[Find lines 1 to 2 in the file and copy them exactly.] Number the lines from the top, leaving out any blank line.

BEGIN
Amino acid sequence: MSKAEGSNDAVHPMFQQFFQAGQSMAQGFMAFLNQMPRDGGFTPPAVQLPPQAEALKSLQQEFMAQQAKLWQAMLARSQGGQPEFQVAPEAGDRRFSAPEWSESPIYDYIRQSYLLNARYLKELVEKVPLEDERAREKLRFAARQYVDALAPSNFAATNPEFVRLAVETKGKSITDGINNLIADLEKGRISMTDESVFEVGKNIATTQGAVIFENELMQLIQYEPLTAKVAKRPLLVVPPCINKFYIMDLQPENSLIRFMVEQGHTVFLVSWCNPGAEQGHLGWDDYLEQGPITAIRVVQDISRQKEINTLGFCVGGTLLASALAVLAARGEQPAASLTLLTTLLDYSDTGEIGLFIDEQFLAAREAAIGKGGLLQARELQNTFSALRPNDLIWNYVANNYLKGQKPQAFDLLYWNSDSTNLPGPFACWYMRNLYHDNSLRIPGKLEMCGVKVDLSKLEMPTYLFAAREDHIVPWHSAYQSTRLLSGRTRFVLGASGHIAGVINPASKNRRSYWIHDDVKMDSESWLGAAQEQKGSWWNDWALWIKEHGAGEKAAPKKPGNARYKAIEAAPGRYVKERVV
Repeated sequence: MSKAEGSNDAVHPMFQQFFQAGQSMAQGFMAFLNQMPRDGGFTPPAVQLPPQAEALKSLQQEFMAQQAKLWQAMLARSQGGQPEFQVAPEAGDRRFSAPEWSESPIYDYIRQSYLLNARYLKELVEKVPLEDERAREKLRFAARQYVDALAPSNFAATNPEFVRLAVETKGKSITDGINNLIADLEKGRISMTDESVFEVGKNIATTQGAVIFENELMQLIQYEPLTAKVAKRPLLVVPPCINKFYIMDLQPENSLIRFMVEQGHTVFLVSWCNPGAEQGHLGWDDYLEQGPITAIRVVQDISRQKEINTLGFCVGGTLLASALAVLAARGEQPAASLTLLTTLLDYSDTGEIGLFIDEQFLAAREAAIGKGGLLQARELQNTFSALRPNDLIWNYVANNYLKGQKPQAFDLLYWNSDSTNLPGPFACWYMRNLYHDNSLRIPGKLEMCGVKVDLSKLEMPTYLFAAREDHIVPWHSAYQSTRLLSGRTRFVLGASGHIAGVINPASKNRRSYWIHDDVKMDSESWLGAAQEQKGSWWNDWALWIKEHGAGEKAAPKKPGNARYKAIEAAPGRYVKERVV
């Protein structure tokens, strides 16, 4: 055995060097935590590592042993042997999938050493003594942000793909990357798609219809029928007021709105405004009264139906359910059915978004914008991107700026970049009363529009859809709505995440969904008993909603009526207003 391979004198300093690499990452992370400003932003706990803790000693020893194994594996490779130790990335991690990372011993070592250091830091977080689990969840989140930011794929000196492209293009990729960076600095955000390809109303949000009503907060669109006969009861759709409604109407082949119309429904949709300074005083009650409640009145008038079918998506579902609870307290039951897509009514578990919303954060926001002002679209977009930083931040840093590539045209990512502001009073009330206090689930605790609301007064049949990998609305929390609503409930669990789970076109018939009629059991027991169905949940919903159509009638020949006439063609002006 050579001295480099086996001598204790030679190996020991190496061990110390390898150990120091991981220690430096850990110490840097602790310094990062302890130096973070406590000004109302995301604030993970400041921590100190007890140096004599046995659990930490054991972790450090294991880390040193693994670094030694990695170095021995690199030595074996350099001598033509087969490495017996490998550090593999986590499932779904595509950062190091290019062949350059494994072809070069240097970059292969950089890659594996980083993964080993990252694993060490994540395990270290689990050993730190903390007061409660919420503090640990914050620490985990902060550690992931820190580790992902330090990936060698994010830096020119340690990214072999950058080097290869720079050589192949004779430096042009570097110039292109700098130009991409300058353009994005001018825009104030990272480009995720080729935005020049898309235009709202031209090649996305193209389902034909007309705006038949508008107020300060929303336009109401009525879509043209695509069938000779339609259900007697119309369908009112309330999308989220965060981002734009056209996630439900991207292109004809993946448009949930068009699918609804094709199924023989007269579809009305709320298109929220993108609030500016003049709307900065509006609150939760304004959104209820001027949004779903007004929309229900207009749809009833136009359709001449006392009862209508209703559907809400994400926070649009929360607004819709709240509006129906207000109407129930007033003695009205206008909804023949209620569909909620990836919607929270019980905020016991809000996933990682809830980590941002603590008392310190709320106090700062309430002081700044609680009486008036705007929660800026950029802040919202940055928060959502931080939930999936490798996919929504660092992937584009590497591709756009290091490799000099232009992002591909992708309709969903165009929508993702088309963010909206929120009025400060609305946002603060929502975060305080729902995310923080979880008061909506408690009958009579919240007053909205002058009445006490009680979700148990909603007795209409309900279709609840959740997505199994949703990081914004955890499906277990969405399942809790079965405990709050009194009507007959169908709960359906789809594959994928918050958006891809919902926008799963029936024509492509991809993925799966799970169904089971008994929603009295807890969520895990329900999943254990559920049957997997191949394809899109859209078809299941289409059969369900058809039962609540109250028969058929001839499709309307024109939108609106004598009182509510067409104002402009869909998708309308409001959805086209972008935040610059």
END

Amino acid sequence: MSKAEGSNDAVHPMFQQFFQAGQSMAQGFMAFLNQMPRDGGFTPPAVQLPPQAEALKSLQQEFMAQQAKLWQAMLARSQGGQPEFQVAPEAGDRRFSAPEWSESPIYDYIRQSYLLNARYLKELVEKVPLEDERAREKLRFAARQYVDALAPSNFAATNPEFVRLAVETKGKSITDGINNLIADLEKGRISMTDESVFEVGKNIATTQGAVIFENELMQLIQYEPLTAKVAKRPLLVVPPCINKFYIMDLQPENSLIRFMVEQGHTVFLVSWCNPGAEQGHLGWDDYLEQGPITAIRVVQDISRQKEINTLGFCVGGTLLASALAVLAARGEQPAASLTLLTTLLDYSDTGEIGLFIDEQFLAAREAAIGKGGLLQARELQNTFSALRPNDLIWNYVANNYLKGQKPQAFDLLYWNSDSTNLPGPFACWYMRNLYHDNSLRIPGKLEMCGVKVDLSKLEMPTYLFAAREDHIVPWHSAYQSTRLLSGRTRFVLGASGHIAGVINPASKNRRSYWIHDDVKMDSESWLGAAQEQKGSWWNDWALWIKEHGAGEKAAPKKPGNARYKAIEAAPGRYVKERVV
Repeated sequence: MSKAEGSNDAVHPMFQQFFQAGQSMAQGFMAFLNQMPRDGGFTPPAVQLPPQAEALKSLQQEFMAQQAKLWQAMLARSQGGQPEFQVAPEAGDRRFSAPEWSESPIYDYIRQSYLLNARYLKELVEKVPLEDERAREKLRFAARQYVDALAPSNFAATNPEFVRLAVETKGKSITDGINNLIADLEKGRISMTDESVFEVGKNIATTQGAVIFENELMQLIQYEPLTAKVAKRPLLVVPPCINKFYIMDLQPENSLIRFMVEQGHTVFLVSWCNPGAEQGHLGWDDYLEQGPITAIRVVQDISRQKEINTLGFCVGGTLLASALAVLAARGEQPAASLTLLTTLLDYSDTGEIGLFIDEQFLAAREAAIGKGGLLQARELQNTFSALRPNDLIWNYVANNYLKGQKPQAFDLLYWNSDSTNLPGPFACWYMRNLYHDNSLRIPGKLEMCGVKVDLSKLEMPTYLFAAREDHIVPWHSAYQSTRLLSGRTRFVLGASGHIAGVINPASKNRRSYWIHDDVKMDSESWLGAAQEQKGSWWNDWALWIKEHGAGEKAAPKKPGNARYKAIEAAPGRYVKERVV